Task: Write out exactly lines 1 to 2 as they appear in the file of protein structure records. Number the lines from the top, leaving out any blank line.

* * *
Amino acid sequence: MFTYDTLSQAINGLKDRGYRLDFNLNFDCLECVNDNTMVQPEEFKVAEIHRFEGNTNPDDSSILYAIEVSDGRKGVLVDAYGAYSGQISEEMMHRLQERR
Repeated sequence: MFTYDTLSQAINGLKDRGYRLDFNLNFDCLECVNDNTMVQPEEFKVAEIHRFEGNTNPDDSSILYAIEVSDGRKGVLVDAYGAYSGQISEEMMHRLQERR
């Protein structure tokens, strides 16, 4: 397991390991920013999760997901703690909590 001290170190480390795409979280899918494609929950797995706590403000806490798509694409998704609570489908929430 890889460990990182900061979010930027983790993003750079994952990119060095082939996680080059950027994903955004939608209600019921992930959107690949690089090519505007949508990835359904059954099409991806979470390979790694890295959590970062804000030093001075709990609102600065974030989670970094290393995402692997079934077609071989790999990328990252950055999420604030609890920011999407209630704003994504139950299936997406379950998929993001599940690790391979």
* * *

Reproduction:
Amino acid sequence: MFTYDTLSQAINGLKDRGYRLDFNLNFDCLECVNDNTMVQPEEFKVAEIHRFEGNTNPDDSSILYAIEVSDGRKGVLVDAYGAYSGQISEEMMHRLQERR
Repeated sequence: MFTYDTLSQAINGLKDRGYRLDFNLNFDCLECVNDNTMVQPEEFKVAEIHRFEGNTNPDDSSILYAIEVSDGRKGVLVDAYGAYSGQISEEMMHRLQERR